But … what if it does, at least for awhile? These tweets from this morning feel a bit like a “Dear John” letter from Trump to Ryan and McConnell explaining why he’s leaving them. They couldn’t knock out ObamaCare, and they can’t do much of anything in the Senate without Democratic help given the chamber’s commitment to the filibuster. He’s stuck in a dead-end relationship with his own party. It’s time for him to play the field a bit with Chuck and Nancy:
Republicans, sorry, but I've been hearing about Repeal & Replace for 7 years, didn't happen! Even worse, the Senate Filibuster Rule will….
— Donald J. Trump (@realDonaldTrump) September 8, 2017
…never allow the Republicans to pass even great legislation. 8 Dems control – will rarely get 60 (vs. 51) votes. It is a Repub Death Wish!
— Donald J. Trump (@realDonaldTrump) September 8, 2017
A Trump/Democrat alliance has always made some sense policy-wise since nationalists are more comfortable with muscular government than dogmatic conservatives are. If the left didn’t view Trump as an irredeemable villain, there’d be room for infrastructure, a DREAM amnesty, and other goodies. In particular, since Trump doesn’t seem to care much about the substance of many policies so long as he’s accomplishing big things (there are exceptions to that, of course, like trade), he’d theoretically have an easier time dealing with Schumer and Pelosi than with Ryan and McConnell. The guy has a 98 percent approval rating among people who voted for him last year in both the primary and the general election; they’ll follow him wherever he leads. With Chuck and Nancy bringing Democrats to the table and Trump bringing a sizable chunk of the GOP, Ryan and McConnell would be largely powerless to stop a Trump-led centrist agenda without igniting a Republican civil war. And if all goes well for Trump, conservative voters would be sufficiently demoralized next fall that Pelosi and Schumer would take back control of both houses, sidelining Ryan and McConnell all but completely.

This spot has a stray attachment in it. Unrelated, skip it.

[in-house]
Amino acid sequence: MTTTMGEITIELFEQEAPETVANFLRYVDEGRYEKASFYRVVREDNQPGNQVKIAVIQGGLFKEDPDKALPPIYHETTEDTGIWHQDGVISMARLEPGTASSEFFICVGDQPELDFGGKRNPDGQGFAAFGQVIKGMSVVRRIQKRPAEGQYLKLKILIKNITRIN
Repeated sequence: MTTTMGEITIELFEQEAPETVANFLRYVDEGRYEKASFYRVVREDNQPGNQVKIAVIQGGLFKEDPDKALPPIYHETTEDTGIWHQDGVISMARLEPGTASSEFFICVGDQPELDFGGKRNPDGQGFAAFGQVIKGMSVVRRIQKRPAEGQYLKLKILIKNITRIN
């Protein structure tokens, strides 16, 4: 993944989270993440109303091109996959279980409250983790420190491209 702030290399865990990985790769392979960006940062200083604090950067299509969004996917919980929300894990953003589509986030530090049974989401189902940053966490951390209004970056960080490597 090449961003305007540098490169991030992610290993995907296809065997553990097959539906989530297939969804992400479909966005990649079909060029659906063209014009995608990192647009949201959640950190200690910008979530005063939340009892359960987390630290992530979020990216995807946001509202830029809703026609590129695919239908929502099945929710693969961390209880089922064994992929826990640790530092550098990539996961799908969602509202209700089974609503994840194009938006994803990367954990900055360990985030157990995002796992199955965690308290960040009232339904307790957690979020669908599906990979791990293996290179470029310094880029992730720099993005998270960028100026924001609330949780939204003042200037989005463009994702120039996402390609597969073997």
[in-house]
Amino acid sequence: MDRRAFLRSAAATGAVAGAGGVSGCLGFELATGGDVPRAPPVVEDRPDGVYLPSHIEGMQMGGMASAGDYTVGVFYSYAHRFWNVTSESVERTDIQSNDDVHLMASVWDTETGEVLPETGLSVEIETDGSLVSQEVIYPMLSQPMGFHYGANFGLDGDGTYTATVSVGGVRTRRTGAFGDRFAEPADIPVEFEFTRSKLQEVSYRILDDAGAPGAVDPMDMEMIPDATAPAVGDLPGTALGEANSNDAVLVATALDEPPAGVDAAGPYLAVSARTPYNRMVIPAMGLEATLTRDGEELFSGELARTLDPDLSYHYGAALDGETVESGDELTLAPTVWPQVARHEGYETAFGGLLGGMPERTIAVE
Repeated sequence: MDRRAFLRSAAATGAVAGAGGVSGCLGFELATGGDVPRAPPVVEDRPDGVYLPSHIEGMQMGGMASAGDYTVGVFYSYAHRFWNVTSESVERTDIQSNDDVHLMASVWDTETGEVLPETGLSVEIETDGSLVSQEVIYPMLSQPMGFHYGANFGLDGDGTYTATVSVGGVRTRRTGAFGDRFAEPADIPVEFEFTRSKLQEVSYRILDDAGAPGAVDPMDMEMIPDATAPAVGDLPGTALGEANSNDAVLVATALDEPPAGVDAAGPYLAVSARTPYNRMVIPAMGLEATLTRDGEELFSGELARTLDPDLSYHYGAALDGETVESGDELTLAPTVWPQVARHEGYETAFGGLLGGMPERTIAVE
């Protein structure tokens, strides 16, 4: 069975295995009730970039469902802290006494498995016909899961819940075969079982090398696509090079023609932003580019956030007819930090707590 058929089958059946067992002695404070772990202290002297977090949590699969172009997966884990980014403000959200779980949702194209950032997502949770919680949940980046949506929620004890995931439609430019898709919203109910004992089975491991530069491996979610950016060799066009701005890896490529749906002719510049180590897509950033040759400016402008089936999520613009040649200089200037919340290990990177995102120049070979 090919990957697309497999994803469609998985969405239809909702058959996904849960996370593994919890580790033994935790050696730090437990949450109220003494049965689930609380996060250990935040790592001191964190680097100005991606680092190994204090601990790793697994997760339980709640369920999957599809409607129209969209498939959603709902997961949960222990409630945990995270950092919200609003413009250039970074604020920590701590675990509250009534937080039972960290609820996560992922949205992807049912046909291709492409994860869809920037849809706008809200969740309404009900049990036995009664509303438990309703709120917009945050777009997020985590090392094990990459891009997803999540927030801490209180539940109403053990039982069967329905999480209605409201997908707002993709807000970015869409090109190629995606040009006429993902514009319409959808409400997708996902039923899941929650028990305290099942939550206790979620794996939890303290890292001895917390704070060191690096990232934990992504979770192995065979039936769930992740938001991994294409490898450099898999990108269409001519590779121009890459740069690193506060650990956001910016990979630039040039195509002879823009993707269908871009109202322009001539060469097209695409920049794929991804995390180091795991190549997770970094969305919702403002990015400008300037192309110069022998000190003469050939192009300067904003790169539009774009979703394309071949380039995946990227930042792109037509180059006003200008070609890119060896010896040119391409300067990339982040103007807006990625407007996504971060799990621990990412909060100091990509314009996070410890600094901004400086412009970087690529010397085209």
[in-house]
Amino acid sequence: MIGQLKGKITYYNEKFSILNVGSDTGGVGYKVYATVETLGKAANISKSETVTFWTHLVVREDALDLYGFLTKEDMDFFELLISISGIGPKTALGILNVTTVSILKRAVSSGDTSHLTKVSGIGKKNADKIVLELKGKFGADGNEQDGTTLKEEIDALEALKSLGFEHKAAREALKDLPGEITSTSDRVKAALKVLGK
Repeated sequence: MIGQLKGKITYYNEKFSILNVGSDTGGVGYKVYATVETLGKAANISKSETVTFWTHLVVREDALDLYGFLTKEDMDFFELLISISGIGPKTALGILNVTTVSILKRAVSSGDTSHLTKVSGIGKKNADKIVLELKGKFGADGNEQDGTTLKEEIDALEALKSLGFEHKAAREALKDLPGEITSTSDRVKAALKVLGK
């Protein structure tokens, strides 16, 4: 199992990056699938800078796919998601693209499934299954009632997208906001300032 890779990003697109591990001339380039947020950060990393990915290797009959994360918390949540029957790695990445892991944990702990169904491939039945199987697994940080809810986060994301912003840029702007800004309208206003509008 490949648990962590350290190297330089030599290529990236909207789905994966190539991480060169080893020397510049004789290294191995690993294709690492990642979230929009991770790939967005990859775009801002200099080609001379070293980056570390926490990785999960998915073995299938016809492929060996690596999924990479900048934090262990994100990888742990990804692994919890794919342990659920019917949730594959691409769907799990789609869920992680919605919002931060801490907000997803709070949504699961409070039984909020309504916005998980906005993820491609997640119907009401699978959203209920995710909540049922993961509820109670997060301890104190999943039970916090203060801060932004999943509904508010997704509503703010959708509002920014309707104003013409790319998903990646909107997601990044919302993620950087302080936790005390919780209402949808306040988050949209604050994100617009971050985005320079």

Is Trump considering the full implications of that, though? Ramesh Ponnuru: